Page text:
First, we flew over the long white stretch of Waimānalo Beach, one of my favourite beaches on Oahu, with its gorgeous mountain backdrop.
Olomana or the Three Peaks overlook Kailua town. There’s a challenging trail you can do along these mountains.
We also flew over the Stairway to Heaven trail that leads up a narrow ridge. It’s now closed as it’s so dangerous, and it certainly did look scary.
The Kaneohe Sandbar looks stunning from above.
As does Mokoli’i Island (known as Chinaman’s Hat) off the coast of the Kualoa Regional Park.
We got up close to the jagged mountains and flew over the famous Kualoa Ranch, where many movies, including Jurassic Park, were filmed.
Further north, the waves got bigger and we passed more verdant peaks.
One of the best sights on an Oahu helicopter tour is Sacred Falls.
These tall waterfalls in a lush valley can only be seen from above. The hiking trail to the falls was closed after eight people were killed by falling rocks in 1999.
The North Shore is a quieter, less developed part of Oahu that’s famous for its huge surf breaks in winter.
Instantly, we saw how much wilder the surf looked (even in October) as we flew over Sunset Beach.
Waimea Bay is another gorgeous North Shore beach. The valley behind it is known for its botanical gardens and one of the best swimmable waterfalls on Oahu.
Climbing higher, we got a good view of this section of the North Shore, stretching from Turtle Bay Resort (which we absolutely loved when we later stayed here) on the far left, past Sunset Beach and Shark’s Cove (a rocky snorkelling spot) to Waimea Bay.
Although we saw the western tip of Oahu in the distance, we didn’t travel all the way around the island. Instead, we cut inland through the flatter middle of Oahu.
The major sight here is the Dole Plantation, with its geometric fields of pineapples that seem to stretch on for miles.
Back on the south coast, we flew over the Pearl Harbor naval base, including the USS Arizona Memorial, which commemorates the lives lost in the 1941 attack.
Is an Oahu Doors Off Helicopter Tour Worth It?
Our Honolulu helicopter ride was our most expensive activity on Oahu, but it was also the most memorable, and for us, it was well worth it.
The scenery is truly spectacular, and seeing Oahu from above gives you a unique perspective. You also get to see places like Sacred Falls and Stairway to Heaven that you can’t visit any other way.
Our 60 minutes flew by and everyone got off the helicopter with huge grins on their faces.
If you can afford it, I highly recommend an Oahu helicopter trip. Definitely choose the doors-off option for the best photos and a more immersive experience.
The only situation where I wouldn’t recommend it is if you are also visiting Kauai, where the helicopter trips are even more incredible. I’d save it for Kauai if you can’t afford both. See my post on our Kauai doors off helicopter ride for more details.
The Best Time of Day for a Helicopter Tour of Oahu
I tried to find a definitive answer to the best time for an Oahu helicopter tour and couldn’t.
There are pros and cons to every time of day. The light is always going to be good in one direction and not so great in another.
We booked the last 5pm flight because it was easier to fit into our schedule, and we were hoping for some lovely golden hour light.
The light was beautiful facing east but we were heading into the sun when going west. Overall, I’m happy with the time we chose.
I wouldn’t worry too much about it—just choose a time that works for you.
One factor that we did take into consideration was the traffic between Waikiki (where we were staying) and Honolulu Airport. We did our trip on a Sunday, so traffic was minimal and it was an easy 20-minute car ride.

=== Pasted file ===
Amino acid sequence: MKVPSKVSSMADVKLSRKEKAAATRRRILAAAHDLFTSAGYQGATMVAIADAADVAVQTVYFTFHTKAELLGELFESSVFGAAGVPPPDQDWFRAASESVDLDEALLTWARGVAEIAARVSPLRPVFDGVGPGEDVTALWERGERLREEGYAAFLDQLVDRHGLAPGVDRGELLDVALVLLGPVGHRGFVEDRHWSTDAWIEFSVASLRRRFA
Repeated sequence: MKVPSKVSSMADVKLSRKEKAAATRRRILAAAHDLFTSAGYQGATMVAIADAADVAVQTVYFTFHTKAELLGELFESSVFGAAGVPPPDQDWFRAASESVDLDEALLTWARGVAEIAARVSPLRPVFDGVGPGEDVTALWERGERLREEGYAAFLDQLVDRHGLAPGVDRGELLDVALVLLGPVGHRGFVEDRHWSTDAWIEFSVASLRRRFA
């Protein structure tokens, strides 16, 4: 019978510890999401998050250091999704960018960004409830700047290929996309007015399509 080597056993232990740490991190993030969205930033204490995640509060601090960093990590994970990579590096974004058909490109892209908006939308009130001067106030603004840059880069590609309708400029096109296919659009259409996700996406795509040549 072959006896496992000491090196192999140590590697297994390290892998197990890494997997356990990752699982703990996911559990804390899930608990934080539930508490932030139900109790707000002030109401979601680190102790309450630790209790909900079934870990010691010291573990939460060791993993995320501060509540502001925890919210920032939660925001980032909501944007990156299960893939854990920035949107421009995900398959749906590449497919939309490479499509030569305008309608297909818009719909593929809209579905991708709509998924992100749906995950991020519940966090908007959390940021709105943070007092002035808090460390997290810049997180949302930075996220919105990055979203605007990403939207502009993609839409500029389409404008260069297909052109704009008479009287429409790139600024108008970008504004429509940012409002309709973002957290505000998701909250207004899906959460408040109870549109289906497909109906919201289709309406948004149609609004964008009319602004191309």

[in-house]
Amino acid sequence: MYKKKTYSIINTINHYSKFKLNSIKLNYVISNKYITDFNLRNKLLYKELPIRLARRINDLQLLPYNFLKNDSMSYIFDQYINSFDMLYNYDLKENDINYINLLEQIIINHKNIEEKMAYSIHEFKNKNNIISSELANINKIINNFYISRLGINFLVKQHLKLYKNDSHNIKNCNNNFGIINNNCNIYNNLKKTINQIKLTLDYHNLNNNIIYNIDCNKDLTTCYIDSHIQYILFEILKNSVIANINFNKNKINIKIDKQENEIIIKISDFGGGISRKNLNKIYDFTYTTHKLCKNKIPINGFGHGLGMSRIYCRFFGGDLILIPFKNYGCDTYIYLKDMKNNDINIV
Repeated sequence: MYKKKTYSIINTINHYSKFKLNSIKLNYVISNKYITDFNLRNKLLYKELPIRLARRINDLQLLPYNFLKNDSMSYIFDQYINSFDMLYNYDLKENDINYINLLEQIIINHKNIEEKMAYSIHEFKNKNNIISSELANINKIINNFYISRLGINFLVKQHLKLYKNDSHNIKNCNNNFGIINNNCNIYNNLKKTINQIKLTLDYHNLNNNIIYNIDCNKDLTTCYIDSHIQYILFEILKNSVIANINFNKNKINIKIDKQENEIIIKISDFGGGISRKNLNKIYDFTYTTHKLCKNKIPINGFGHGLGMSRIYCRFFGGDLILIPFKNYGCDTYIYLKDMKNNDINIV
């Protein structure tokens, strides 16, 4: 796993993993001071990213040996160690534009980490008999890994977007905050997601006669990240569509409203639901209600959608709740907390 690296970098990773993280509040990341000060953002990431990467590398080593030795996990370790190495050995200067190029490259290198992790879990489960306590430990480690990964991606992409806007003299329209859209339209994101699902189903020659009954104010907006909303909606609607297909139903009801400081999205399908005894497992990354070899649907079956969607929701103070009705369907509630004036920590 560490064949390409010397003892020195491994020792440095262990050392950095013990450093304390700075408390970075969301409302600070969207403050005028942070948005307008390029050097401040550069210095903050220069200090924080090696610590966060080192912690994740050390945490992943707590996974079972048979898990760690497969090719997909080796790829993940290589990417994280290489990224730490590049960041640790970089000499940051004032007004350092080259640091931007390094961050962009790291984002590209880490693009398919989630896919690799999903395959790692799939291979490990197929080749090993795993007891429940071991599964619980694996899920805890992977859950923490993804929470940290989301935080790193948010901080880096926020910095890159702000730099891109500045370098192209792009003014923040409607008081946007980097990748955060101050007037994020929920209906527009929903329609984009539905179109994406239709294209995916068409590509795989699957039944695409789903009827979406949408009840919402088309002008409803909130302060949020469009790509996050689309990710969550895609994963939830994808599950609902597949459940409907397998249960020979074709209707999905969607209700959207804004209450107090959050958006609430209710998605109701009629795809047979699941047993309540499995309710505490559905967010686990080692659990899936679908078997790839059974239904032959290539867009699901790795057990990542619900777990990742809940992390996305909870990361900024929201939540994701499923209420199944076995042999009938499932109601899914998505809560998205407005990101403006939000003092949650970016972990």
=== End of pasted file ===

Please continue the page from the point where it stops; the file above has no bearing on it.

On weekday rush hours (6.30am – 9am and 3pm – 6pm), you’ll need to allow 40 minutes for the journey as traffic can be horrendous.
Ideally, schedule your flight for earlier in your trip in case of cancellation due to weather. That said, it was fun to see some of the places we’d already visited.
Doors Off Helicopter Oahu Tips
- Wear warm clothes and closed-toe shoes — I wore jeans, a t-shirt, fleece, and running shoes, and I was perfectly comfortable. If you are next to the door, you must have long sleeves.
- Don’t take loose items – You can leave them in your car or in the building where you check-in. This includes wallets, keys, hats, bags, and even lens caps.
- Sunglasses are OK to wear – But I left mine behind as I had to wear goggles sitting next to the open door (they also aren’t great for photography).
- Tie back long hair – I also wished I’d worn a headband as a few stray bits of hair came loose and went wild. It was annoying and a knotty mess afterwards.
- Phone cases are provided – You can wear them around your neck to avoid the risk of dropping your phone. Photos are decent from phones but will be better from a camera.
- If you have a camera – A wide-angle lens is best, use continuous shooting mode, and aim for a shutter speed of 1/1000 to avoid motion blur. For the photos in this post, I used a Sony A7III mirrorless camera and Sony 16-35mm f4 lens.
- Travel sickness isn’t an issue – I often get travel sick but I didn’t have problems on either of my helicopter flights. If you are worried, take medication like Dramamine an hour in advance.
- Tipping the pilot is expected – You can do this back at the check-in building after the flight. They provide envelopes if you want to leave cash, or you can tip by card at the desk. $10-20 per person is considered reasonable.
Oahu Helicopter Trip Details
The 60-minute Royal Crown of Oahu tour with Rainbow Helicopters costs $375 per person. We booked on Get Your Guide, which offers free cancellation up to 48 hours in advance.
It’s the same price for doors on or off. Just select the option when booking.
You can also opt for a private trip, which costs $1126 total for two people or $2252 for four people. This is worth considering if you want a guaranteed window seat.
Rainbow Helicopters run flights every day most hours between 9am and 5pm.
You need to check in one hour before your flight at their office inside the Castle & Cooke Aviation building at Honolulu International Airport. They send instructions.
More Hawaii Posts
We share more of our Hawaii travel tips in these posts: